'It was as if they had all been plucked up out of nowhere, and set down with the express purpose of being amusing or interesting or something, and they had all been found wanting. It was so embarrassing, not knowing what way to be …' Reflecting on the evening gathering in one of the wooden huts at the Nant MacFarley camp a participant sums up the main matter of Another Part of the Wood. The camp is presided over by the physically large, but otherwise little defined George, son of the absent, paternalist MacFarleys whose brain-child it is. The assembled guests are an odd and chance mixture….
Their few days together are described with acuity; they are shown to be narrow, blind, selfish, strange and yet dread-fully ordinary. In fact, thoughts attributed to them (like the one quoted above) sometimes go beyond what you believe the characters to be capable of seeing, sound rather like the authorial voice displaced. One other small complaint is that the occasional flaw in style causes a hiccup in concentration. A sentence like 'a flux of tears came into Kidney's sparkling eyes', for example, sidetracks you into wondering about words themselves. Maybe these few roughnesses come from the fact that this is a rewriting of a novel first published in the Sixties.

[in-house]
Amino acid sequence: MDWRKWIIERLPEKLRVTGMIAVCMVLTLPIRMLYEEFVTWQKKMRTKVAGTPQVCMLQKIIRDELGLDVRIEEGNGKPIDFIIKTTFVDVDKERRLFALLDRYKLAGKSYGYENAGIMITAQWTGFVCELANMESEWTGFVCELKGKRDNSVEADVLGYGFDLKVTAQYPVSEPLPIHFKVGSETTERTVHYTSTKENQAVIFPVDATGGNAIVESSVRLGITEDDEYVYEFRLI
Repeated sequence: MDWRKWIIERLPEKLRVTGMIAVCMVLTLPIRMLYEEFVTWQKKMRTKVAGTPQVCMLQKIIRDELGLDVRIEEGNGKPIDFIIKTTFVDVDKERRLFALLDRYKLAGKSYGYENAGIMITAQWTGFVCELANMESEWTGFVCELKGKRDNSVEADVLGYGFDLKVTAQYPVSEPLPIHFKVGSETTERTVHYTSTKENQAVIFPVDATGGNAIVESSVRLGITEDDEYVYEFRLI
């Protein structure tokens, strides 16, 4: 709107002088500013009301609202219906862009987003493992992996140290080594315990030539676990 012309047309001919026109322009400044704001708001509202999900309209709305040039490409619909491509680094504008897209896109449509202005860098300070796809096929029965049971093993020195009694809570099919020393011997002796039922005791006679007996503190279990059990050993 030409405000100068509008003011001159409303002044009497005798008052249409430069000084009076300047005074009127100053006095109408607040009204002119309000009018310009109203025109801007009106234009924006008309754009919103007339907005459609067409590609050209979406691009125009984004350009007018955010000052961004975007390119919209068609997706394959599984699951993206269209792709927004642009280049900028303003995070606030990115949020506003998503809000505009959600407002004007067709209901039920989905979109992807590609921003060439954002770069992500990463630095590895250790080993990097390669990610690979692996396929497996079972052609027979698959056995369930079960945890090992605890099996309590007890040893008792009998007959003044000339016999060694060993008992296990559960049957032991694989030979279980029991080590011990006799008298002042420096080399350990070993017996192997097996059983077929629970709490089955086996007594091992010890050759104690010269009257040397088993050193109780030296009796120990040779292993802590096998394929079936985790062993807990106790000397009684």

The campers are made to talk, however, in a way that always convinces utterly. Irritating habits of speech—'The little woman loves her sweeties'—niggle...
(The entire section is 432 words.)